NEW YORK — President Barack Obama hopes to increase the global commitment to assisting refugees, including increasing opportunities for refugees to become more self-reliant. The president will host a Leaders’ Summit on the Global Refugee Crisis on Sept. 20, 2016 at the U.N. headquarters in New York City.
The summit addressed three goals; the first of which is to increase the funding given to international organizations and humanitarian appeals by 30 percent. Leaders were also asked to take in more refugees with the goal of doubling the number of refugee admission slots worldwide.
Frontline countries will be asked to provide the refugees they currently host with more opportunities for refugees to be self-reliant. The hope is that this endeavor will lead to 1 million more children in school and 1 million more refugees with access to legal work.
Resettlement agencies in the U.S. offer various services to address this final point. Ideally, refugees will be self-reliant within a few years. All resettlement agencies perform a set of core tasks, according to Danielle Drake, a community relations manager at US Together who was interviewed by The Borgen Project.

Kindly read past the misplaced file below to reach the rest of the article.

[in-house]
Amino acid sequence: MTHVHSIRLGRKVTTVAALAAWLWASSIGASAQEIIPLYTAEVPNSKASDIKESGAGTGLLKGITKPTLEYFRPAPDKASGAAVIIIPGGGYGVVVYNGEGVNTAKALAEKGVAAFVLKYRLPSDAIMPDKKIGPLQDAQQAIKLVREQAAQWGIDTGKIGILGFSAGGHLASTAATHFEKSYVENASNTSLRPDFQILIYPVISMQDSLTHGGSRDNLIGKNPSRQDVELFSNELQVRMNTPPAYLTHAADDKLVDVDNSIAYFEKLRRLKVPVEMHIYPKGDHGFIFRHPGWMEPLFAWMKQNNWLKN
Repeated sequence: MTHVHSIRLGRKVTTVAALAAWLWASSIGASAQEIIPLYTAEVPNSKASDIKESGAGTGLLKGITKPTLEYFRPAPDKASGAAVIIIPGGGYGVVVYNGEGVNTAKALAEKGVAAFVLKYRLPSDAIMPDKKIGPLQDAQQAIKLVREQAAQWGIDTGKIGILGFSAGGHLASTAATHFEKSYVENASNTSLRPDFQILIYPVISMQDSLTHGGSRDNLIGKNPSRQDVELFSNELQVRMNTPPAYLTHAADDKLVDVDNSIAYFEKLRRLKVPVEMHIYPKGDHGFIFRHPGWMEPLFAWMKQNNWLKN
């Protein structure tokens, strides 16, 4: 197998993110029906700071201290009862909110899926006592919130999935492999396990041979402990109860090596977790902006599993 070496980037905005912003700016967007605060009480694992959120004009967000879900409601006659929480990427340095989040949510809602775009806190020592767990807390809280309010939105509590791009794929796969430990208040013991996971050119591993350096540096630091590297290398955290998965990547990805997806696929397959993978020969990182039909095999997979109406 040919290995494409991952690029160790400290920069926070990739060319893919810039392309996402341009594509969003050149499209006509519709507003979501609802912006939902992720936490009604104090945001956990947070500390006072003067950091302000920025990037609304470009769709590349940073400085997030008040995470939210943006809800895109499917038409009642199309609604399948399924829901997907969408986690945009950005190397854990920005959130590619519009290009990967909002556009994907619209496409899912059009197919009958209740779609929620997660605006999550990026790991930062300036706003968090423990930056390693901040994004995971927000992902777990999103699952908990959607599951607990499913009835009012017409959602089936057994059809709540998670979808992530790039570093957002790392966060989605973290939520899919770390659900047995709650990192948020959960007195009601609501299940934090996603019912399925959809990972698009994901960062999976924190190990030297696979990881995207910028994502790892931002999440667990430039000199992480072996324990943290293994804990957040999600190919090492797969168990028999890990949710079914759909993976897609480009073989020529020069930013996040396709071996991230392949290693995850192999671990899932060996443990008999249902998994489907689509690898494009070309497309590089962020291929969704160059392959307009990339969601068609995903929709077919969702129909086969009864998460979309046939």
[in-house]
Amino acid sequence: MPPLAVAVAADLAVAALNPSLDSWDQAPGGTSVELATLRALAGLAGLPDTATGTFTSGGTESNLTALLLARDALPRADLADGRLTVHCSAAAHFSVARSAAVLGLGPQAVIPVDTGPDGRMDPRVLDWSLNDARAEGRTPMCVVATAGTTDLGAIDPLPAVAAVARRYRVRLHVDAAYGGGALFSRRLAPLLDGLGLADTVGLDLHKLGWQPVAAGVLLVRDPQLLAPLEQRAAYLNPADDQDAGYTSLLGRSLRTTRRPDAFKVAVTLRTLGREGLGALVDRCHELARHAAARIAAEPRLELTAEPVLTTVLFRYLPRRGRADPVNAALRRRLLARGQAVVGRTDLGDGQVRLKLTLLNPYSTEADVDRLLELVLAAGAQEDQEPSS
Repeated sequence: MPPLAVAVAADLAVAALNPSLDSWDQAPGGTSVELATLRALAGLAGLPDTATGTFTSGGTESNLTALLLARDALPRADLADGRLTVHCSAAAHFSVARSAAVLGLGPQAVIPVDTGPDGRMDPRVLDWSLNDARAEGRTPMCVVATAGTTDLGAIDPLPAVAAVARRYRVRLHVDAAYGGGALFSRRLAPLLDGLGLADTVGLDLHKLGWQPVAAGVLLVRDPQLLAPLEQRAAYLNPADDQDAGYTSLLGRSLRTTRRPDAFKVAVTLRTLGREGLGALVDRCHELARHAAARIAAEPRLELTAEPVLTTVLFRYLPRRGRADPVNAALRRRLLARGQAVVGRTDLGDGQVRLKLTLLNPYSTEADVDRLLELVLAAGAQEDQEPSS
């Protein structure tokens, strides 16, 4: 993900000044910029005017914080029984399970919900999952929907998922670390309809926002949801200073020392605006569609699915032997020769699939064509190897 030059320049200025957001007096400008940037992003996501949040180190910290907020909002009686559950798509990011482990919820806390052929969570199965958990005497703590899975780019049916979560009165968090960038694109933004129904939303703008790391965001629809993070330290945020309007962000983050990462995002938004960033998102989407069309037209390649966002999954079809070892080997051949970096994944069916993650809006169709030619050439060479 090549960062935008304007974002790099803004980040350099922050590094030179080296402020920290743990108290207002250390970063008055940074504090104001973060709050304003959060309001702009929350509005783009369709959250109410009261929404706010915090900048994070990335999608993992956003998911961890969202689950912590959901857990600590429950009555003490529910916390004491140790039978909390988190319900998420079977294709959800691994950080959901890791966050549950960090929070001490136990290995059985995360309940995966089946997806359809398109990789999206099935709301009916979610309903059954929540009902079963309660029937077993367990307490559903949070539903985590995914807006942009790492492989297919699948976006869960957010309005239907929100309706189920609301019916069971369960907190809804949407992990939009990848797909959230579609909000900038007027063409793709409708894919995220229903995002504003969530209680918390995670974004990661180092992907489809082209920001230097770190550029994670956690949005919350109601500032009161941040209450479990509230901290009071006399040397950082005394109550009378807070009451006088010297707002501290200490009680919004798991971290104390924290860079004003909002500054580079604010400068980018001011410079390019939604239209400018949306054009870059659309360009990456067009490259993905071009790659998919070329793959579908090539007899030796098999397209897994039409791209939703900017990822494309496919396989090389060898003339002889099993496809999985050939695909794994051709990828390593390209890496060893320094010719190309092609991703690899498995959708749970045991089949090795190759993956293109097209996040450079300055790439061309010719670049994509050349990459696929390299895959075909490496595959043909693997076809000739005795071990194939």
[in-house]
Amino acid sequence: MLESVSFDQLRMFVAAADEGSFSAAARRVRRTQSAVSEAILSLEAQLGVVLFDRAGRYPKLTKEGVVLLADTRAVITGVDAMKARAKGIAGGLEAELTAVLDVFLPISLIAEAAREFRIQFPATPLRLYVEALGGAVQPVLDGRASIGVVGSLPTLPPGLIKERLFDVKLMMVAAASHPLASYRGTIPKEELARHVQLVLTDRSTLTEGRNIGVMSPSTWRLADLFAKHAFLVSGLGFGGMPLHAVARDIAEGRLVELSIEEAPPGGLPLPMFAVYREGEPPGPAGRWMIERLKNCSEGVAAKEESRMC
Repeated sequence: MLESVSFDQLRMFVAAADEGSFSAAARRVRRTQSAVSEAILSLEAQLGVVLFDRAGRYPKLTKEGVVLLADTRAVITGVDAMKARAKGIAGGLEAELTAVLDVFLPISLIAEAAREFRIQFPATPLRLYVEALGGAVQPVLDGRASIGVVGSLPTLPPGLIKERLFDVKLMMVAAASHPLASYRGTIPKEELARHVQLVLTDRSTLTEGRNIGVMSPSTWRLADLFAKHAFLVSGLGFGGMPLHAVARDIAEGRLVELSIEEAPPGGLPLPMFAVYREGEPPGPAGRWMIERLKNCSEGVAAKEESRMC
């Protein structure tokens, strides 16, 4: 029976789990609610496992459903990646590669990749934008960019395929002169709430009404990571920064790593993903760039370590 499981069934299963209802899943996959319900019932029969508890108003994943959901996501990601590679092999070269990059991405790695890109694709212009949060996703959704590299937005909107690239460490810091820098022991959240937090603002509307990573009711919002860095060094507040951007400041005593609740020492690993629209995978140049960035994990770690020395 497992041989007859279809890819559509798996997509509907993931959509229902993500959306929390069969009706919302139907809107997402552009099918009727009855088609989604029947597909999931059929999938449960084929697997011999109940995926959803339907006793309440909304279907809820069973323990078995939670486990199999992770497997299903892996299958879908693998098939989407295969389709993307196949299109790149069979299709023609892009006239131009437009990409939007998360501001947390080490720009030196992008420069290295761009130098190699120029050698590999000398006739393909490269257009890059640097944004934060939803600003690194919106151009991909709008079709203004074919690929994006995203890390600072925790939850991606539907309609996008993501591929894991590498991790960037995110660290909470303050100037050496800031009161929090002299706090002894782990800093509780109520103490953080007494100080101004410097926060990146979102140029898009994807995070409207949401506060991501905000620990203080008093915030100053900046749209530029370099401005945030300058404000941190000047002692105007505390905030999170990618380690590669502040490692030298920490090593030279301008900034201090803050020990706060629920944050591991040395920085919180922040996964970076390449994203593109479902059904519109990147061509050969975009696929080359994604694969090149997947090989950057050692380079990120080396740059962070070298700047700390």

The work of US Together consists of providing refugees with a case manager, scheduling their flight and picking them up from the airport, finding them homes and connecting children to schools. Beyond these basics, resettlement agencies also provide a range of other services that create opportunities for refugees, depending on the agency.
At US Together, a family mentorship program matches refugee families with local families. The local family can help their peers with additional questions or problems that the resettlement agency doesn’t have the resources to accommodate.
US Together also has a program for torture survivors that supports anyone harmed by the government prior to their entry into the United States. The program offers therapy to help with the trauma and potential PTSD. Drake said that US Together wants to take a holistic approach to helping torture survivors. For example, refugees with traumatic experiences were once taken horseback riding.
For some refugees, one of the greatest challenges they face upon arrival is the language barrier. While resettlement agencies may have case workers or interpreters to help refugees, Darren Hamm, the executive director of The Refugee Response in Cleveland, said in an interview with The Borgen Project that problems with speaking English compound the trouble people have with access to services, such as health care or education.
Oftentimes children are the ones with a better grasp of English. In refugee camps, the U.N. or the International Organization for Migration set up classes for residents under 18, which is approximately half of all refugees.
Sometimes, these children are second or third generation refugees.
According to Hamm, refugees often face years of persecution before they choose to flee. After receiving recognition as refugees from the U.N. High Commissioner for Refugees, they spend an average of 10 to 15 years in transition before they are resettled.